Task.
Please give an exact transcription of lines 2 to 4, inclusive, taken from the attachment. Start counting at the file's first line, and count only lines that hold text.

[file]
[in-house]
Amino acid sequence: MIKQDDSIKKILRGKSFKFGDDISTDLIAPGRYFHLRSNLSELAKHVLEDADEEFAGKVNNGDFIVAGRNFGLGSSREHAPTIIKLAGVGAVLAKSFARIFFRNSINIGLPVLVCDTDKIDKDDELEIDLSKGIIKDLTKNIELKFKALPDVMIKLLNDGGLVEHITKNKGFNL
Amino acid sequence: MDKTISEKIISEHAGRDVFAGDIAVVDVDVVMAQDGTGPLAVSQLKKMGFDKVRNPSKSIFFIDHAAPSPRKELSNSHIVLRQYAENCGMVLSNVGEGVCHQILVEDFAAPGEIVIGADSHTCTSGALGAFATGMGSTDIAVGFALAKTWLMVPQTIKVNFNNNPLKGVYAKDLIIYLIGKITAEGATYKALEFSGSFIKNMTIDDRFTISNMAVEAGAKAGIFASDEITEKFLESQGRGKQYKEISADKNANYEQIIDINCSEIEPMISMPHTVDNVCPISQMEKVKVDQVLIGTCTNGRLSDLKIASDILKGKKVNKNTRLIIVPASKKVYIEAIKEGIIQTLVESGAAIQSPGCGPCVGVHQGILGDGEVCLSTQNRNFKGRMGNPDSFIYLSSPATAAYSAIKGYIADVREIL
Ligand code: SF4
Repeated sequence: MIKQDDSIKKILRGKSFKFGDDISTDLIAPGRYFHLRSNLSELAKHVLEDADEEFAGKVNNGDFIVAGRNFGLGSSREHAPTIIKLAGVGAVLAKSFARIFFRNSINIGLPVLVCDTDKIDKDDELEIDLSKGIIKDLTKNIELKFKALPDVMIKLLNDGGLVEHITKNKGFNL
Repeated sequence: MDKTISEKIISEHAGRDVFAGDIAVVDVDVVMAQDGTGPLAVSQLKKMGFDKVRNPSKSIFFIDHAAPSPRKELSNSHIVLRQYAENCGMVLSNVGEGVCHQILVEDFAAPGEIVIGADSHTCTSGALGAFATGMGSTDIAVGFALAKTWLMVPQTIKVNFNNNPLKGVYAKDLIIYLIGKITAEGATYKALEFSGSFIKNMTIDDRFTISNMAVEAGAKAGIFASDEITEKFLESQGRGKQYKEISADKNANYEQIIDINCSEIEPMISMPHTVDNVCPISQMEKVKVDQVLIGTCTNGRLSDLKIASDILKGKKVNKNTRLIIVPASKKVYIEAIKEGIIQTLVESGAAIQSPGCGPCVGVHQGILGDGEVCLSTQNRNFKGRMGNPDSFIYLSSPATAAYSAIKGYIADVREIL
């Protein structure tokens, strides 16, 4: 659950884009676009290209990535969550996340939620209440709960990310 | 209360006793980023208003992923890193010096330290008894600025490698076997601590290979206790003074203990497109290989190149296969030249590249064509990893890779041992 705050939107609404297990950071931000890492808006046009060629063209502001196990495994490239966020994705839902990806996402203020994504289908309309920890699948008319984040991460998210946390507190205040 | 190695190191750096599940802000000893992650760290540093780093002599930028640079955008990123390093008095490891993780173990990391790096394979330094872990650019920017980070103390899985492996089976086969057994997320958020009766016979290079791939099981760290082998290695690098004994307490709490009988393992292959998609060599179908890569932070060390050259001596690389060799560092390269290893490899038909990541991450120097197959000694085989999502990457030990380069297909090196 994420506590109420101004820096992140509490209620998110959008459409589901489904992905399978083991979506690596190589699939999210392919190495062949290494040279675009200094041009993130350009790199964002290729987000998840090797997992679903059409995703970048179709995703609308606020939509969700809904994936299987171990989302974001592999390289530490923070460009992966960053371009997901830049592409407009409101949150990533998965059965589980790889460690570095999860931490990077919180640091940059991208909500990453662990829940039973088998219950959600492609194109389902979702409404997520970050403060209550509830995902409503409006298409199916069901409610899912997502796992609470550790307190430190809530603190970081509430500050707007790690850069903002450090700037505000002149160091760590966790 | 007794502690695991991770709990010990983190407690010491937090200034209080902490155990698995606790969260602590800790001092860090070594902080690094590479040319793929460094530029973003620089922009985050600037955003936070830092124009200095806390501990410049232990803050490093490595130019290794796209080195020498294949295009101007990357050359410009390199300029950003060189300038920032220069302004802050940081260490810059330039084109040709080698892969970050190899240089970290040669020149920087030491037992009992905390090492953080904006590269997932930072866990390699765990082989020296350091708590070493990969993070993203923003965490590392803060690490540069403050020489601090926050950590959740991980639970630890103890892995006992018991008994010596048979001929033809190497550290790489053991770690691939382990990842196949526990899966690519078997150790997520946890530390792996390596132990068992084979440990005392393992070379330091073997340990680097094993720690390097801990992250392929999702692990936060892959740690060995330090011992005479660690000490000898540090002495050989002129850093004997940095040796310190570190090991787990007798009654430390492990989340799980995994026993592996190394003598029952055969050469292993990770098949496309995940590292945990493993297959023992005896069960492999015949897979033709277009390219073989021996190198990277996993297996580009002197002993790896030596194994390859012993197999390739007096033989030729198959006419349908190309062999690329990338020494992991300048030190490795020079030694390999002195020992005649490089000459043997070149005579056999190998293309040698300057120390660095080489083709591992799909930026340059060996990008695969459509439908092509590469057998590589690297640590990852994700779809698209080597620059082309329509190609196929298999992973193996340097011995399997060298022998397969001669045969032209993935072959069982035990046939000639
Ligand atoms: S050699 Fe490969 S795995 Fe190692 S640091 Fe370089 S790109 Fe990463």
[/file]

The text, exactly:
Amino acid sequence: MIKQDDSIKKILRGKSFKFGDDISTDLIAPGRYFHLRSNLSELAKHVLEDADEEFAGKVNNGDFIVAGRNFGLGSSREHAPTIIKLAGVGAVLAKSFARIFFRNSINIGLPVLVCDTDKIDKDDELEIDLSKGIIKDLTKNIELKFKALPDVMIKLLNDGGLVEHITKNKGFNL
Amino acid sequence: MDKTISEKIISEHAGRDVFAGDIAVVDVDVVMAQDGTGPLAVSQLKKMGFDKVRNPSKSIFFIDHAAPSPRKELSNSHIVLRQYAENCGMVLSNVGEGVCHQILVEDFAAPGEIVIGADSHTCTSGALGAFATGMGSTDIAVGFALAKTWLMVPQTIKVNFNNNPLKGVYAKDLIIYLIGKITAEGATYKALEFSGSFIKNMTIDDRFTISNMAVEAGAKAGIFASDEITEKFLESQGRGKQYKEISADKNANYEQIIDINCSEIEPMISMPHTVDNVCPISQMEKVKVDQVLIGTCTNGRLSDLKIASDILKGKKVNKNTRLIIVPASKKVYIEAIKEGIIQTLVESGAAIQSPGCGPCVGVHQGILGDGEVCLSTQNRNFKGRMGNPDSFIYLSSPATAAYSAIKGYIADVREIL
Ligand code: SF4